We speak to 100s of employers, brands and companies who use The Freelancer Club to hire freelance talent. The number one thing they look for? The Portfolio. Test Shoots, TFP, TF, collaborations, whatever you prefer to call them, shooting with a team is vital. You'll add to your portfolio, improve your skills and meet some creative folks. Whether you are new to test shooting or you have got a few years experience, we've put together an essential guide to make the most out of your test shoots. Enjoy!
We speak to 100s of employers, brands and companies who use The Freelancer Club to hire freelance talent. The number one thing they look for? The Portfolio.
Test Shoots, TFP, TF, collaborations, whatever you prefer to call them, shooting with a team is vital. You'll add to your portfolio, improve your skills and meet some creative folks.
Whether you are new to test shooting or you have got a few years experience, we've put together an essential guide to make the most out of your test shoots. Enjoy!
1. Agree on terms BEFORE the Shoot.
There's nothing worse than spending days preparing for a shoot only to receive poor work back or, sometimes, not getting anything back at all!
Find out what each team member would like to get from the shoot, whether it's for their portfolio, magazine submission or just for fun. Here are some key questions to ask:
- What do you want to get from the shoot?
- Do you have any specific images or looks you'd like shoot?
- When will the photos be distributed to the rest of the team?
- How many images will each member receive?
- Will they be retouched?
Download a Test Shoot Agreement for you to fill out and the team to sign: Download Centre
2. Make a Moodboard.
Generally, the person who posts the test shoot is the person driving the concept (or vision) of the shoot. If you do have a specific vision in mind, show the rest of the team using a collection of images, colours, objects, fonts or graphics to illustrate the type of shoot you'd like to create. We always recommend asking the rest of the team for their opinion too - it is a collaboration after all!
Tip: use Pinterest to create moodboards that are easy to share with the rest of the team who can also add images to a Pin Board.
3. Location, Location, Location
Are you shooting in a studio? Great. That'll make life easier but the planning shouldn't stop there. A studio is a blank canvas to produce some incredible backdrops, sets and atmospheres. Are you using a solid colourama (paper background), props or perhaps you're going to project images onto an infinity wall. Plan your shot list with the photographer and the rest of the team.
Shooting on location? Public streets, abandoned buildings, London buses, local parks... Here are some key points to consider if your shoot is taking place outdoors.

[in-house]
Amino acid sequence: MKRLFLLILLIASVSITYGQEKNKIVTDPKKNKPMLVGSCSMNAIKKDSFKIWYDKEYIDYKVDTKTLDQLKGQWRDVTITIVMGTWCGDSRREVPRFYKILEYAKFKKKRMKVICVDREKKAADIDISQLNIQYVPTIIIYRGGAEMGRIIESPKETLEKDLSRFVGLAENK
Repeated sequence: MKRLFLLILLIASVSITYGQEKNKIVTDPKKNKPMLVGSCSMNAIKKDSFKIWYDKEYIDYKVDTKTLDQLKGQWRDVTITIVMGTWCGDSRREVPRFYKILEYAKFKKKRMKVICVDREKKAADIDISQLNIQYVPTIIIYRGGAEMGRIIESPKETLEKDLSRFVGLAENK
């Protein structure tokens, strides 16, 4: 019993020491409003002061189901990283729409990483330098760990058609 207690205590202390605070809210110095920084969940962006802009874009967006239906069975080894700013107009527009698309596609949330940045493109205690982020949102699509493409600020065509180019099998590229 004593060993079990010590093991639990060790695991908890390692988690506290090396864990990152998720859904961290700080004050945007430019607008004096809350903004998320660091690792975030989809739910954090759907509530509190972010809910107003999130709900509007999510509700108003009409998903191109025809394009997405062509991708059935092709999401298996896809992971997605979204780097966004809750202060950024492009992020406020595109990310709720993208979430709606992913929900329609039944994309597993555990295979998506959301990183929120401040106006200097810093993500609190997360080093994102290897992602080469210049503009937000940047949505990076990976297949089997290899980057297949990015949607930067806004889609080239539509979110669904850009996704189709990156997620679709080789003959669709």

- Check if your shoot is located in an area that requires a permit?
- Pack for the rain and prepare a plan B that's sheltered. You may have to change your plans but at least you'll get some shots from it.
- Find a base. An apartment or cafe close to the location can be the key to a successful test shoot. Check they are happy to have you and that they have plugs. PLUGS! An underrated asset. Many quiet cafes will be happy to help so long as you're not disturbing and do the right thing, buy a few coffees!
- Photographers, bring more than one battery and a few Gigabytes of memory.
- Makeup artists, keep your makeup out of the sun and pack a finishing spray to keep the makeup on the model.
Tip: Check out AirBnB for amazing spaces that you can rent for a day's shoot. It's often cheaper than a studio, safe to shoot in and easy to curate for your vision. NB: if you plan on using the images for commercial use including magazine submission, ask the owners if they're OK with that and use a release form.
4. Send out a Callsheet
A call sheet is a document, email or message containing the names, phone numbers, roles, timings, location and sometimes even shot list for the day. It's a massive help for so many reasons not least if someone is running late or gets lost! It can be as formal or as informal as you like.
Tip: Sending out a callout on a formal document tends to show more professionalism and improves the chances of everyone showing up!
5. Show me the Money
A test shoot is a collaboration whereby no money changes hands. However, if you are starting out it can be difficult to attract the top talent or source cool locations for free. There's nothing wrong with adding a budget to the shoot in an effort to produce better images, however, make sure that you amend the Testing Agreement so that it's clear who owns what. It's common for a team to chip in and pay for a location or you may like to use a top model.
Tip: Once you've got a few strong images to prove your worth, many top model agencies will provide models (new faces) for your to shoot. Include the links to the team involved when sending your email request.
6. Show Up & Be Prepared (for anything)
No need for much more of an explanation. A group of people are relying on you. If you can't make it, get someone else to replace you and let the team know. You only get one reputation in this small industry so try not to damage it. Prep your kit, plan your route the night before and bring an umbrella! Always, expect the unexpected.